This one’s for the folks down under. And, interestingly, the path of this eclipse crosses the path of the total eclipse that swept across Australia in November 2012, giving some lucky communities the rare chance to experience a solar eclipse two years in a row. The eclipse begins in Australia on the morning of May 10, local time, but in many parts of the world it will still be May 9.
What's an Annular Eclipse?
An annular eclipse occurs when the moon blocks out the center of the sun, leaving a glowing ring called an annulus around the moon’s dark silhouette. This is often called the “ring of fire.” It’s a lovely sight and well worth seeing, although it doesn’t compare to the wonder of a total eclipse.
We experience both total and annular eclipses because the distance between the earth and the moon varies. When the moon is close to the earth, it appears as large as the sun and we see a total solar eclipse. When it’s further away, it appears smaller than the sun and we see an annular eclipse.
The moon casts a complex shadow during an eclipse. If the umbral shadow touches the earth, there’s a total solar eclipse. But sometimes, as shown in the diagram, the umbral shadow doesn’t quite reach us. Instead, an antumbral shadow falls on the earth, creating an annular eclipse. Areas within the much larger penumbral shadow experience a partial eclipse.
The Path of Annularity
The path of annularity—the area from which the complete ring of the sun is visible—will begin in Western Australia, where the eclipse will be in progress as the sun rises. The moon’s shadow will travel northeast across the Northern Territory, where Tennant Creek will see an annular phase of just over three minutes. Then it will reach the west coast of Cape York, a peninsula at the northernmost part of Queensland, where it will intersect the 2012 eclipse path. It will leave Australia after crossing Cape York.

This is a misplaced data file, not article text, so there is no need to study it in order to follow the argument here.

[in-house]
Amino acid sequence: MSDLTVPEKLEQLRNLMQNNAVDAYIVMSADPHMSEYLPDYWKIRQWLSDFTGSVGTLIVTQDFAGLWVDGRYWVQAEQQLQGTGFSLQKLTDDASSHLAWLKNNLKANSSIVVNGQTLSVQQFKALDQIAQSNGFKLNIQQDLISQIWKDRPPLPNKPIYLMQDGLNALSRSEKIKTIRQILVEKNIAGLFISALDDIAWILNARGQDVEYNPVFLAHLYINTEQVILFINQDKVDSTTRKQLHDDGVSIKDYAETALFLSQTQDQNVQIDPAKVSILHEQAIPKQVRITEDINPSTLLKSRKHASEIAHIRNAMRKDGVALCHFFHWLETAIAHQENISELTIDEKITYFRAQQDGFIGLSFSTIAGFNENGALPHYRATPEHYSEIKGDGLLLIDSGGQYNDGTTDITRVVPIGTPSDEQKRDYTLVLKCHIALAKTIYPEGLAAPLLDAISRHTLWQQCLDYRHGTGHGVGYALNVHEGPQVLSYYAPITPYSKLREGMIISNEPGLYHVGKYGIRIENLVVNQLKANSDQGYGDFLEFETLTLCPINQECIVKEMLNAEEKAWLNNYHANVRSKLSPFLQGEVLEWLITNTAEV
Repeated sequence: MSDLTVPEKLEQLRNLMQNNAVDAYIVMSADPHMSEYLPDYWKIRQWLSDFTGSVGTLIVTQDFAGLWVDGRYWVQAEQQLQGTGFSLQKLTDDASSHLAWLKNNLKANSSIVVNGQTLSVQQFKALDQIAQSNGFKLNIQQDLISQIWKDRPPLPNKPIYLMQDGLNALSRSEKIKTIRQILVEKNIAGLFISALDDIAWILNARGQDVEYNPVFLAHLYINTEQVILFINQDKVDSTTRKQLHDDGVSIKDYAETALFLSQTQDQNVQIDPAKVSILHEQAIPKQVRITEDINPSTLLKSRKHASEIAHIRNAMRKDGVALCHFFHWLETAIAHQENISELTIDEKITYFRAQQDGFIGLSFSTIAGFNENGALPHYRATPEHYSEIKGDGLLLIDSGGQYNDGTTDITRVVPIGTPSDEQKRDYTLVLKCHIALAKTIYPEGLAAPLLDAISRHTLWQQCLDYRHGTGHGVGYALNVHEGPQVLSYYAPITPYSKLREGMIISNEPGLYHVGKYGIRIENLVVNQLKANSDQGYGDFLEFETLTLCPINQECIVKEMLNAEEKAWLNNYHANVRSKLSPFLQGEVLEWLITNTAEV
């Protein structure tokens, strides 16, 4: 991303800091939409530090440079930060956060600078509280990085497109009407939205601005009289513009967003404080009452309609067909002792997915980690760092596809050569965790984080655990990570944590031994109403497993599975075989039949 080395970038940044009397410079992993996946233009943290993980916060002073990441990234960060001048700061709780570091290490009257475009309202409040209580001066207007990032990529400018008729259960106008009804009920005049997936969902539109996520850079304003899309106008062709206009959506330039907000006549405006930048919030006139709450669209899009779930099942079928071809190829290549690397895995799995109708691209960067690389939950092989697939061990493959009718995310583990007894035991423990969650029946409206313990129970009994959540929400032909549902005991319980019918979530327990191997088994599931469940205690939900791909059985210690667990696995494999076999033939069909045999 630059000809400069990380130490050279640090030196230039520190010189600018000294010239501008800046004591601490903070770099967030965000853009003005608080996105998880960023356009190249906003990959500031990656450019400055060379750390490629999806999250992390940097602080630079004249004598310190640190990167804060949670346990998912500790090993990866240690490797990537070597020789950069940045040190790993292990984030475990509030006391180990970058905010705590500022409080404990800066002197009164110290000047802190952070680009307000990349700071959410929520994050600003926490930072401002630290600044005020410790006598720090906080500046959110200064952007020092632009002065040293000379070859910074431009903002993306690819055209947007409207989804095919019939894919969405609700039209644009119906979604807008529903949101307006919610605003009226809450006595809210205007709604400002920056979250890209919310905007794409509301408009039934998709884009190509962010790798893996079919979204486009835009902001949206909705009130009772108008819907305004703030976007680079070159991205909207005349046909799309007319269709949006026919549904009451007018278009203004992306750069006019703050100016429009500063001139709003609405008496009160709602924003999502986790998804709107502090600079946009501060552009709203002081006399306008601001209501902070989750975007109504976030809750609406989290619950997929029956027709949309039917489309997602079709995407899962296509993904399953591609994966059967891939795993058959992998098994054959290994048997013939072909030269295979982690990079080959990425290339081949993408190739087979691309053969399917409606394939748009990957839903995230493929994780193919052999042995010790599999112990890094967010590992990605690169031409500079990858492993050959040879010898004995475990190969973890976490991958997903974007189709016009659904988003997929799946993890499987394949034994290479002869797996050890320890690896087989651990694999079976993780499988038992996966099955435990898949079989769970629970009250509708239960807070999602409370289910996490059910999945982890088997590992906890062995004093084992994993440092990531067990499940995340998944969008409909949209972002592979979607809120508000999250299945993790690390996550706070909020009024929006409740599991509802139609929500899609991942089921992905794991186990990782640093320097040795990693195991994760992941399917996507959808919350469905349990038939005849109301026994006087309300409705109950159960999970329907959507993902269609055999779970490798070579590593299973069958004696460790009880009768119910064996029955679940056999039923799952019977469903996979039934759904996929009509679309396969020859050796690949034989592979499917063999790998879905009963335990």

The antumbral shadow will subsequently make landfall in eastern Papua New Guinea, the Solomon Islands, and the Gilbert Islands (part of the Republic of Kiribati). Tarawa atoll, the most populous of the Gilberts, will experience an annular phase of six minutes. After that, the shadow will essentially fall on open ocean until it ends its journey of more than 8,000 miles (13,00 km).
The red area on the map shows the path of annularity. The blue and green lines indicate areas that will see a partial eclipse, and the pink shows areas that will see only a part of the eclipse because the sun is rising or setting. Image credit: Fred Espenak, NASA/GSFC.
According to Jay Anderson’s Eclipser website, the area around Tennant Creek in the Northern Territory may be the best place to see the eclipse under cloud-free skies, but Australia in general has good weather prospects. Once the eclipse path leaves Australia, however, the weather is likely to be mostly cloudy.
- The UK Hydrographic Office’s’s Annular Eclipse of the Sun: 2013 May 09-10 site has local circumstances and animations for 105 locations.
- Jay Anderson’s website Eclipser provides detailed maps, climate information, and weather predictions for eclipse chasers.
- The NASA Eclipse Web Site has an abundance of information about solar eclipses, lunar eclipses, and transits.